Council Resources

Newsletter - October 2010


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Newsletter no.18

October 2010

Animation - Letter from Fr Filiberto
FilibertoDear confreres, and friends of SC,

    Hopefully my greetings find you in the best of circumstances in community, in family, both you and those who work with you in the communications field.
     I have two items of good news. The first is that the Holy Father has chosen the theme for the 25th World Communications Day, 2011: "Truth, proclamation and authenticity of life in the digital era". This news predates the actual Message which will be published on 24 January next, the Feast of St Francis of Sales, Patron of journalists, and our Patron too. On the one hand truth received or discovered carries within it a calling so to speak to be proclaimed, and on the other hand demands authenticty of life of the one who proclaims it. Witnesses to truth in the digital era are required to be better persons, humanly speaking, be better prepared intellectually, and to have profound spiritual experience, to a much greater extent than was the case in the analogue era. This is all a real challenge for our initial and ongoing formation.
     The second good news is that the three General Councillors for the mission - meaning Youth Ministry, Missions and Communications - will be meeting together soon with the Regional and Provincials of Interamerica to seek a model or models of teamwork and common effort which will allow for greater coordination of these sectors, in view of the Salesian mission at Congregational and Provincial level, as no. 117 of GC26 asked.  We then hope to repeat this experience with the other Regions.  I will let you know the results in good time. Meanwhile, I ask you, as well as your prayer, to keep an open mind, heart and action where this paradigm is concerned; we are seeking to highlight the central place of the mission in the Congregation's life, structures and organisation.

Fr Filiberto González Plasencia sdb
General Councillor for SC

Information: Church 2.0?

    by Jesús Colinare (Zenit)

pressInternet has changed radically over the last 6 years and maybe in the Catholic Press we haven't noticed. Interactiviy, or better,  content produced directly by users, has generated services which have had greatest success in this period: Wikipedia, Youtube, Facebook, Twitter. Flicker, Google News... including Open Source as a form of interactivity and community production. However if we take a look at Catholic Church web pages, in general we see how the majority of them look like they did in 2004: non-interactive! Or at least with marginal interactivity. This all seems to indicate that communictors in the Church ahve missed the Web 2.0 train.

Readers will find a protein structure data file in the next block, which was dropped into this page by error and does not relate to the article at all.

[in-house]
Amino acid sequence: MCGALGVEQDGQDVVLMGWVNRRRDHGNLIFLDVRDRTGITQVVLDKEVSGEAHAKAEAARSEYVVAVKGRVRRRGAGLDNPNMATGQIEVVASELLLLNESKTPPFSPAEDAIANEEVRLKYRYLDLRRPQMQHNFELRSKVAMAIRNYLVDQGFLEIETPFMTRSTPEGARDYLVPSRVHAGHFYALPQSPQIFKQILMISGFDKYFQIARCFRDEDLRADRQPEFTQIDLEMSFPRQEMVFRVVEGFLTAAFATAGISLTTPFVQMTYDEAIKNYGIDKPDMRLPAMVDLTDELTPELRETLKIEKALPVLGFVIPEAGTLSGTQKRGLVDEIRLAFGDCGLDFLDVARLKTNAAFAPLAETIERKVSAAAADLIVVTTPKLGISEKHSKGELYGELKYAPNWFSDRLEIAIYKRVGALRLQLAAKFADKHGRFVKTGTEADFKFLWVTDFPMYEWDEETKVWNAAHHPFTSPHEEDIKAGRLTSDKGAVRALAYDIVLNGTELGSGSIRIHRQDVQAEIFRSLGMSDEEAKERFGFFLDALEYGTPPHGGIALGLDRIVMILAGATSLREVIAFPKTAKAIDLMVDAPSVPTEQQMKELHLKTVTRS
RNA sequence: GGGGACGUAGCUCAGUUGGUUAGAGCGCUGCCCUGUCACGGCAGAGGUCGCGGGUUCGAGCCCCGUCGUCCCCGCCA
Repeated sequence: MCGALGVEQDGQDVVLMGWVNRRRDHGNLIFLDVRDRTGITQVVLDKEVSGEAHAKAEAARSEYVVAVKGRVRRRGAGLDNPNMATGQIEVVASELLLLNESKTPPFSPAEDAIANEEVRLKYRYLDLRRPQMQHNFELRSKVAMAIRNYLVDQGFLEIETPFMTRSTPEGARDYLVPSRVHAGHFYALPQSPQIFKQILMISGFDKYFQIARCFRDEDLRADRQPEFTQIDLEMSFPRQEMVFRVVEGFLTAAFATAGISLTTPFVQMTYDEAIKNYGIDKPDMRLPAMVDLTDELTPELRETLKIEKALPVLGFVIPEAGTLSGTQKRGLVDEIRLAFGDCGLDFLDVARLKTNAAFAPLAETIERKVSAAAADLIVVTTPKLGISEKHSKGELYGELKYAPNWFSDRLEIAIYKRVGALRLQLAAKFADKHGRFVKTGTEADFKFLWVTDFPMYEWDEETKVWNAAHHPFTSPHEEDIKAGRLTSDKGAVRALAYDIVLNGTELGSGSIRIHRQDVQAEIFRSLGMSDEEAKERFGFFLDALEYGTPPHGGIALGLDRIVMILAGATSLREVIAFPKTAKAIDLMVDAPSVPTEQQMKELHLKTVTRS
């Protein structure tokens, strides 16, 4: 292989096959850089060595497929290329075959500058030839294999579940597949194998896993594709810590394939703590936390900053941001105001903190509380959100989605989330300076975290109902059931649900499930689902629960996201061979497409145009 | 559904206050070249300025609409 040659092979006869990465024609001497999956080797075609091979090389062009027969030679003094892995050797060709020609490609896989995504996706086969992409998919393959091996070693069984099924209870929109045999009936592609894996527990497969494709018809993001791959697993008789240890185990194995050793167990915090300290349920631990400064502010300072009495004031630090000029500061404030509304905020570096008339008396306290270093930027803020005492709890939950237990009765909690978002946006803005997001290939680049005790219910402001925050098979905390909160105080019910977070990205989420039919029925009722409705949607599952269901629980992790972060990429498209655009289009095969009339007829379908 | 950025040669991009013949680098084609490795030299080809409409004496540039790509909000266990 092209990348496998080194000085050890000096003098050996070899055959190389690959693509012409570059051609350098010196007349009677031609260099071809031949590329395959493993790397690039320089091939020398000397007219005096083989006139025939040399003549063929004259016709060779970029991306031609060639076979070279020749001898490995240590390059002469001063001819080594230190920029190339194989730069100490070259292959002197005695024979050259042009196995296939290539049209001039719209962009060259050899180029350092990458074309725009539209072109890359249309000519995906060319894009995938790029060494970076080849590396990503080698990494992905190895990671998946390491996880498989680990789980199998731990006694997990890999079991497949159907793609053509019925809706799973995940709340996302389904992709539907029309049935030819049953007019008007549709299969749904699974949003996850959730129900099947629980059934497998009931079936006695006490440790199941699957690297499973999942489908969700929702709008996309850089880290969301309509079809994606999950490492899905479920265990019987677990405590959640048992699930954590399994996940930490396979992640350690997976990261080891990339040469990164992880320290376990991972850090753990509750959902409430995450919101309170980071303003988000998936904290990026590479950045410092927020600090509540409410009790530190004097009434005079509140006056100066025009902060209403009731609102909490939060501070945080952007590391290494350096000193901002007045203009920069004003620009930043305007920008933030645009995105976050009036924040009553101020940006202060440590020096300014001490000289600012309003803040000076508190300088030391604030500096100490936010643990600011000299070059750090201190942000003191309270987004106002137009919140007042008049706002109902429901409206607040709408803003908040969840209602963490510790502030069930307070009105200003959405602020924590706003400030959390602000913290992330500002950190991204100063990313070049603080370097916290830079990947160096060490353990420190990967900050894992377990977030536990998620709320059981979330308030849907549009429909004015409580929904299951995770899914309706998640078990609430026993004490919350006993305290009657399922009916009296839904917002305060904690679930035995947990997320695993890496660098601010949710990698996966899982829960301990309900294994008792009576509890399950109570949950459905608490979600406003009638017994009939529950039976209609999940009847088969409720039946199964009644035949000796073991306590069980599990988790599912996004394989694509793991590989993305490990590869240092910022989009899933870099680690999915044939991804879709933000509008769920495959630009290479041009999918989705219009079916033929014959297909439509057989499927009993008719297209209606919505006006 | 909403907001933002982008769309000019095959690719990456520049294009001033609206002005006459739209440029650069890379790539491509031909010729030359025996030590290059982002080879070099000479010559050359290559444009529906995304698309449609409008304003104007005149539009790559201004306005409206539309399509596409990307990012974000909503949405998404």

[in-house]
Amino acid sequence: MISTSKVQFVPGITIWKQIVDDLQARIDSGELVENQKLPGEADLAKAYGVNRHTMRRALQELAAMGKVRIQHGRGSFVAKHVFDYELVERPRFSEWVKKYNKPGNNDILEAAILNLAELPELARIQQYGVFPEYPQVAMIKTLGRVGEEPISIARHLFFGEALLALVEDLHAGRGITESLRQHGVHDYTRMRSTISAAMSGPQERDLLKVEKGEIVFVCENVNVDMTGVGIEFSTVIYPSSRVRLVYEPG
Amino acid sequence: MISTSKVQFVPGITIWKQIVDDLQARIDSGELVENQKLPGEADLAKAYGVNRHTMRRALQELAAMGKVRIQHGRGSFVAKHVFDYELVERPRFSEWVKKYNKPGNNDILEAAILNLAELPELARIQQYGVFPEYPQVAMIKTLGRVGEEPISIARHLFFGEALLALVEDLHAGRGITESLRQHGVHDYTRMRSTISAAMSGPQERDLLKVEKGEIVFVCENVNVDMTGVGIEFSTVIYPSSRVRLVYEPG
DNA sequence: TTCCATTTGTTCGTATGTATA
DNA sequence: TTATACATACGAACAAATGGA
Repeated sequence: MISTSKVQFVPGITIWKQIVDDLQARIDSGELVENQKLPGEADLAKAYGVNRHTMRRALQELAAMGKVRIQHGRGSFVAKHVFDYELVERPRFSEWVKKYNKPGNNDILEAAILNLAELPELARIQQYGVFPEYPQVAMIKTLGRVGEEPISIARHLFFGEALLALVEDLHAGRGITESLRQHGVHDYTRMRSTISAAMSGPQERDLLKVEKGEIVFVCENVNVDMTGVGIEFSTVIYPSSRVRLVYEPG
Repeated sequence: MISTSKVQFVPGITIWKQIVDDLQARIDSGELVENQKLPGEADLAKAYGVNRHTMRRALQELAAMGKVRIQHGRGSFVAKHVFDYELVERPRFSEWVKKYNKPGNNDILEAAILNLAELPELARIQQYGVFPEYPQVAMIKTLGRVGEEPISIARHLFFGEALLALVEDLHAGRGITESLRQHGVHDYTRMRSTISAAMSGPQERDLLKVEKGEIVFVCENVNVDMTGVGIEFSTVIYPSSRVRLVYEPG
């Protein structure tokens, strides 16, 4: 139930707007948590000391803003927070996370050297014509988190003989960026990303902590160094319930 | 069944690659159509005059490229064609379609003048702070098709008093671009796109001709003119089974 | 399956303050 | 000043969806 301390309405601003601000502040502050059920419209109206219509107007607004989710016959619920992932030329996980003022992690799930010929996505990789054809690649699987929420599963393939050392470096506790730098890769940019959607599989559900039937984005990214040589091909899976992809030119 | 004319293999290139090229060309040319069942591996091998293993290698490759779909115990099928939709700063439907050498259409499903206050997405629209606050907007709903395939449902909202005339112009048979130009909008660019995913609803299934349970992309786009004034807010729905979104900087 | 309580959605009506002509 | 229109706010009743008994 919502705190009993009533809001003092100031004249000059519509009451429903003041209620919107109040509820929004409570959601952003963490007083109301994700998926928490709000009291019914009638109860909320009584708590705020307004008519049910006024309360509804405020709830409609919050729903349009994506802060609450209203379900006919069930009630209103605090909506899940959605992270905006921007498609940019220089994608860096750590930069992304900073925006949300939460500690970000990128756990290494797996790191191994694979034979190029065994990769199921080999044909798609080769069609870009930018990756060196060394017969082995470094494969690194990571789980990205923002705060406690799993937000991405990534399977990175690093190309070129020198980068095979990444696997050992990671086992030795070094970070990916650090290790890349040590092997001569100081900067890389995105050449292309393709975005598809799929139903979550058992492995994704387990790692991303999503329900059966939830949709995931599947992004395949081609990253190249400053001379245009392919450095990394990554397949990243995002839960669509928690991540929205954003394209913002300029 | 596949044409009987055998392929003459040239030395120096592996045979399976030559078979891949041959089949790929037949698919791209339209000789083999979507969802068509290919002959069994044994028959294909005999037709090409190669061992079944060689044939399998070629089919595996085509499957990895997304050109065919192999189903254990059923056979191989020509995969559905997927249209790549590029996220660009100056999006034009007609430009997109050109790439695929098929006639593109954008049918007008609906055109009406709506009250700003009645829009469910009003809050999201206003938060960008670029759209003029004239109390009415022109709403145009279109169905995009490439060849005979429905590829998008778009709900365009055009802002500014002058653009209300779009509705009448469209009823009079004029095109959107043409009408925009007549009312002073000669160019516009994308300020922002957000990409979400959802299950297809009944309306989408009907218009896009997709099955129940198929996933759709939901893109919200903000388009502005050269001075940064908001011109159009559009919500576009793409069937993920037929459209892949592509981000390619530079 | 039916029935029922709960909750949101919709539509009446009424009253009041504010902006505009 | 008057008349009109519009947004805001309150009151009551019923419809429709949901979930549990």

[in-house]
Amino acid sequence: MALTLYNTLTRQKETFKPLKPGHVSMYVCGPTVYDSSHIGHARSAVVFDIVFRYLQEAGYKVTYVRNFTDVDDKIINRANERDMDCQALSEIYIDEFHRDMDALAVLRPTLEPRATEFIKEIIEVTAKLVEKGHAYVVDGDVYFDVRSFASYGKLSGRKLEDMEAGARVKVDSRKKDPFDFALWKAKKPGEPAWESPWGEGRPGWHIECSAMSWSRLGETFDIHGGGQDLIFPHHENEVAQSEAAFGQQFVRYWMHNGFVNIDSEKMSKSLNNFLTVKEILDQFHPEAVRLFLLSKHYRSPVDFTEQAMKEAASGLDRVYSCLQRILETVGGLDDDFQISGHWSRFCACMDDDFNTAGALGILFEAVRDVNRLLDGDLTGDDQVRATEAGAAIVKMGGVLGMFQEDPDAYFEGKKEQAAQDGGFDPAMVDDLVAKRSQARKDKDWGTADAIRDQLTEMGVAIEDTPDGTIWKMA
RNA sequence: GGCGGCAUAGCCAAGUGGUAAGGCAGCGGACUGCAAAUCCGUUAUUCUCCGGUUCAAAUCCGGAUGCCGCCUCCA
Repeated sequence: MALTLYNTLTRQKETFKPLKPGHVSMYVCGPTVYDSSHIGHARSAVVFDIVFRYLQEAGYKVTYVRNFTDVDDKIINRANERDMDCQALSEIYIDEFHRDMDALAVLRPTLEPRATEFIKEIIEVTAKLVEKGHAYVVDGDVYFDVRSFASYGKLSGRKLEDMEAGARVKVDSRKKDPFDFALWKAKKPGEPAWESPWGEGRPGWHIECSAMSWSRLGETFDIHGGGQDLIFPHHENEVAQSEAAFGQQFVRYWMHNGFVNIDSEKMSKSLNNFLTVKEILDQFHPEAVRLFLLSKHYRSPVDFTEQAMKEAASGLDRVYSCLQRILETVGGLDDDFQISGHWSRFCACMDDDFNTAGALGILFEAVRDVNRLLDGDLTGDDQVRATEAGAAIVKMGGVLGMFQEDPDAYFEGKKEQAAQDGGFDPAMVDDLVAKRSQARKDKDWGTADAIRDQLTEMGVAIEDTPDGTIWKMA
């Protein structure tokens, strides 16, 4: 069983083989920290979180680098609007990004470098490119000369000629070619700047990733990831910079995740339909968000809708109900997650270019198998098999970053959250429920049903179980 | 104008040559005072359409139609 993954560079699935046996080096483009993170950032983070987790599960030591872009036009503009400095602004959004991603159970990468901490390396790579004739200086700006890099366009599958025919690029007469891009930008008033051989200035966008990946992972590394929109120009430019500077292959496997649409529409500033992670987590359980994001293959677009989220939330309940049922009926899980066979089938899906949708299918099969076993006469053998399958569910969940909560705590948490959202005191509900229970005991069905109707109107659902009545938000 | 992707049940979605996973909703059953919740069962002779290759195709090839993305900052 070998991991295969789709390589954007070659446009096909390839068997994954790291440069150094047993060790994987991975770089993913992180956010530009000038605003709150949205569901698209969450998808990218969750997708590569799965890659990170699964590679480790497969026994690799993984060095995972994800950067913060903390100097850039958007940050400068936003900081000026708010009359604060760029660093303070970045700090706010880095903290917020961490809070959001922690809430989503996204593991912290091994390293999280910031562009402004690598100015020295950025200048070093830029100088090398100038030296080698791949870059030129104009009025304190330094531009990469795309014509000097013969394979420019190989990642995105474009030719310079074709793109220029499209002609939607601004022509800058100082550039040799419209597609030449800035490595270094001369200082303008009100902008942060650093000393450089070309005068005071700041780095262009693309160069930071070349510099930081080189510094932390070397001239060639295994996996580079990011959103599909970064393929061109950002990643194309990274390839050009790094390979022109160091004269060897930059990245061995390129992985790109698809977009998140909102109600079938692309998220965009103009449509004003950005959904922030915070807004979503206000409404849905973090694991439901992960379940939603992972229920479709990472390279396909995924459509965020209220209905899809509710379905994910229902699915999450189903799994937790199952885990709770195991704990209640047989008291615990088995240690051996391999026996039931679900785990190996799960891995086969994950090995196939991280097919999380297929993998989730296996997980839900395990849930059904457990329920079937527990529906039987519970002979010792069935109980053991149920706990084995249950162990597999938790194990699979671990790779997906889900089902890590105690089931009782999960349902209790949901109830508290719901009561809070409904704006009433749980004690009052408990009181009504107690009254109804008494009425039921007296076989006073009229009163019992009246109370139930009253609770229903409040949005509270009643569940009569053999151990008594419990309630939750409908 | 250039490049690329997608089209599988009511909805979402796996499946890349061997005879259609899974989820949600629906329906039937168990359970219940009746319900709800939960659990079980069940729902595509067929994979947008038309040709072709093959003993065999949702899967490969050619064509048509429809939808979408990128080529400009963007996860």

1. Web 2.0 and relativism
     So what has happened? There is, firstly, an explanation which helps us understand one reasn why interactivity has not penetrated Church communication. The content production model, be they videos,photos or articles, are based on an implicit concept: relativism. If there is no single truth, if what one or other person says is indifferent, and everything is valid, then everything is at the same level.
     Applying this interactive, though relative model, takes place via publishing objectives which are proper to each publishing form. The majority of web 2.0 efforts have one aim: a business plan which will repay the trust placed in them by investors. It is a new Internet business model: on the one hand the users, and volunteer effort as well, with content that might often be contradictory, while on the other hand there are the publishers who have now found the machinery to earn more.
     It is easy to see how such a model has little to do with the Catholic Church and partly explains why it has repudiated it.
2. An original sin
     However this is not the only reason that explains lack of interactivity in so many Catholic interactive services. A number of studies have been carried out, in both the US and France, on the reasons why frequently the web pages of Protestant Denominations achieve greater impact. Those that I have read all come to the same conclusion: Catholics "talk"; Protestants "listen". The original sin of many Catholic communicators is aa widespread one: the bishop, parish priest, Catholic journalist has an "idea", finds the money (maybe a grant from the Church, or a donation) and launches a publication, TV channel, web page... Is this communication? Do Catholics pay any attention to what people are really looking for on the Internet? Before, during and after the launch of an Internet project it is not only essential to "listen to" the audience, but we have to see that the audience can take part. In fact, when we think of interactivity on Catholic websites, what usually comes to mind is a space where the people can send along their ideas to a priest.
This is fine. But we have to ask ourselves as Catholics and people who browse, is it just about questions to a priest? Is this their vocation as Christians in the digital era?
3. Church as communion